If you’re going to kick start the weekend on a Wednesday with a wine-soaked lunch, the two Michelin Stars restaurant Beige Alain Ducasse Tokyo on the tenth floor of the Chanel Ginza Building is a fine spot to do it. Because we’d had so much fun celebrating her birthday there in January, to welcome me back to Tokyo my friend and fellow-Canuck Vivian suggested we return. Who would say no?
Beige is consistently voted the favourite colour of Canadians, a fact interior designers often disparage as if it brands the nation as somewhat insipid. Not so. Who can argue with French chic as characterized by Coco’s scent of the same name?
This recently renovated and reopened room with its expansive city view showcases various nuances of the hue. Hard and soft surfaces accented in black and glass, create an atmosphere at once spacious and intimate, modern yet warm which oozes serene elegance at every turn.
After being warmly welcomed and seated we were given moist monogrammed towels infused with verbena. How civilized.
Restaurant Director Lionel Lavernhe and his front of house team remembered our previous visit and pampered us through four marvelous courses, wine pairings and little extras especially prepared for us by Chef Kei Kojima. As this was not an assignment-driven working lunch, but for the individual menus presented to us before the service began I kept no notes on the food or wines. The photos will have to stand in for the thousands of superlative words.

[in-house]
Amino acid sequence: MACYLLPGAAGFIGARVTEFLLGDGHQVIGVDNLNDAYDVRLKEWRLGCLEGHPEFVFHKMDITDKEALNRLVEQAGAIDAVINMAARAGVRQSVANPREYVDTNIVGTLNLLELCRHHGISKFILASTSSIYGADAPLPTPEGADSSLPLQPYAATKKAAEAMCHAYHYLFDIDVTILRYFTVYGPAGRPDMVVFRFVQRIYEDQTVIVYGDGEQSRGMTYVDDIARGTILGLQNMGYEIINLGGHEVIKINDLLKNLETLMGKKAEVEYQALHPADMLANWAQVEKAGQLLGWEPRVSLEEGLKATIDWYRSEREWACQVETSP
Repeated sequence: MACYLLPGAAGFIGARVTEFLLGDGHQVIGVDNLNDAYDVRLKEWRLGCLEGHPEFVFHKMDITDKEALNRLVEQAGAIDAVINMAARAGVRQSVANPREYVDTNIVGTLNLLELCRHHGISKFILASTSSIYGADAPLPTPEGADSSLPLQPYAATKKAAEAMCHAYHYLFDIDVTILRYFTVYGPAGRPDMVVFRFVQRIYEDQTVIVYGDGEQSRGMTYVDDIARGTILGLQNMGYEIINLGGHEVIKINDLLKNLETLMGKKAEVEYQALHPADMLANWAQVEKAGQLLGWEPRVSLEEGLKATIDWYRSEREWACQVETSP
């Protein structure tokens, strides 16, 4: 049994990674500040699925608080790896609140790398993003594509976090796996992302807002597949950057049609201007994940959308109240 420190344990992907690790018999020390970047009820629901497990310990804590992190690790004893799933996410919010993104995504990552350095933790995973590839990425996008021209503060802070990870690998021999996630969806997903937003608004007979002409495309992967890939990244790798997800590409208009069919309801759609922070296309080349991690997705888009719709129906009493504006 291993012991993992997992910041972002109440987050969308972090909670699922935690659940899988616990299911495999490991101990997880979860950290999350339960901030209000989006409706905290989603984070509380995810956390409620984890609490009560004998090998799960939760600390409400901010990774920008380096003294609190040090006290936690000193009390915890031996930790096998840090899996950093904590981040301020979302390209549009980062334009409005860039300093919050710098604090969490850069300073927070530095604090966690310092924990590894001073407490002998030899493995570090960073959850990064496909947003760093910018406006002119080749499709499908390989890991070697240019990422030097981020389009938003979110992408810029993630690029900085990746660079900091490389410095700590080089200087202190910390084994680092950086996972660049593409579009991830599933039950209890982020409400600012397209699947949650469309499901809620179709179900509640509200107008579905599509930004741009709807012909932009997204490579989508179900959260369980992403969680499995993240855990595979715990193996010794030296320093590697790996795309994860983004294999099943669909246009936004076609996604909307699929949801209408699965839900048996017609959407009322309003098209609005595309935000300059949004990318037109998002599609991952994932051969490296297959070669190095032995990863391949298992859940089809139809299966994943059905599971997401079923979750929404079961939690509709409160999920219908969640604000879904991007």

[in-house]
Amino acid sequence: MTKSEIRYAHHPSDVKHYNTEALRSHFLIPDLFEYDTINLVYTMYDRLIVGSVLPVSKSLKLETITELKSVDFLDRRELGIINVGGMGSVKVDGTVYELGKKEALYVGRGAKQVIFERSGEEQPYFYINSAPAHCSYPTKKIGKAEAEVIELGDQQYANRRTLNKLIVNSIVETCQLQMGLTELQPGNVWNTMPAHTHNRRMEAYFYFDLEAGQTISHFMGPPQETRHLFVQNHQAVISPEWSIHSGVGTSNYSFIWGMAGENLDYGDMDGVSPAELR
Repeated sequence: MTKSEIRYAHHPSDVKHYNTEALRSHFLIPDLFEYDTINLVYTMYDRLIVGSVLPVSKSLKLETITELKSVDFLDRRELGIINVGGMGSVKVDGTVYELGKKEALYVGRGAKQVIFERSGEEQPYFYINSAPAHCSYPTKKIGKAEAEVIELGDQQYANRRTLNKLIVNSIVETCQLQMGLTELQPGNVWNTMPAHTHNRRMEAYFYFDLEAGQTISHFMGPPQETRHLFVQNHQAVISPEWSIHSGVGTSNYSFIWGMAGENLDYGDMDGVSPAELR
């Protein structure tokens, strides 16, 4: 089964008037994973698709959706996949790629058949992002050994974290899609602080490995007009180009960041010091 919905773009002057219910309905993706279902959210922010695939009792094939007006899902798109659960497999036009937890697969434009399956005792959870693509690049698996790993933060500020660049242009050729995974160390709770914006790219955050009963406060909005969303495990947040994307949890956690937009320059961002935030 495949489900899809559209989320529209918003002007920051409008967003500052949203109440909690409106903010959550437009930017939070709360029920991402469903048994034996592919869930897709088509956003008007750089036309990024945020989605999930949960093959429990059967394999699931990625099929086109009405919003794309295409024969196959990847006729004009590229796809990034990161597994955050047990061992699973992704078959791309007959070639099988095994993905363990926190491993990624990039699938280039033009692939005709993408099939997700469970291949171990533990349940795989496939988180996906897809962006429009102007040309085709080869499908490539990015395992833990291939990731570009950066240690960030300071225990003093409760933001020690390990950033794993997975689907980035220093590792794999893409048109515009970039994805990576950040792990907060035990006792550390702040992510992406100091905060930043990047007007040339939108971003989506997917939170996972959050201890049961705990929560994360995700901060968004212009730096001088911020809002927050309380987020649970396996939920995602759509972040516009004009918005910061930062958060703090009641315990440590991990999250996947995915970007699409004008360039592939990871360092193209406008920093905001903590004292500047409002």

Special appetizers not on the menu card arrived: Mushrooms for me as I cannot have the tomato in Vivian’s dish.
Then we were back to the main menu.
When the next course arrived I neglected to get a photo of the wood-fired sujiara fish marinated with shio koji, fennel and citrus served with Chardonnay. This is why I am not a food writer. The work is much too difficult. But you can see the remains of the Chardonnay in the following photo of the Kyushu beef–hard evidence that I’m not quite keeping up.
After these tender morsels Vivian and I agree that we wish to be reincarnated as Kyushu cows. Renowned for their great taste, these specialty breeds are raised in small herds, fed special diets which include beer, and given regular massages. Every effort is made to remove stress from their lives. Of course their lives don’t end well, but whose do?
The luncheon, however, ends brilliantly in a blaze of chocolate which includes Ducasse’s artisan chocolate manufactured in Tokyo under chocolate chef Julien Kientzler using cacao beans prepared in Paris. Le Chocolat Alain Ducasse is available in two Tokyo locations: Nihonbashi and Roppongi. In case that won’t keep us awake–coffee.
As with the fish course, one week in I’m not quite keeping up with the whirlwind start in Tokyo, a world in which I am not literate and nothing is simple as a result.
Remembering and/or figuring out how things work as well as the intense course work have consumed all my creative energy. As a result, any day that I think I’ve finally found my footing and a rhythm, inevitably something else–like complications created by typhoons and unseasonable weather patterns–have added to the glorious challenge.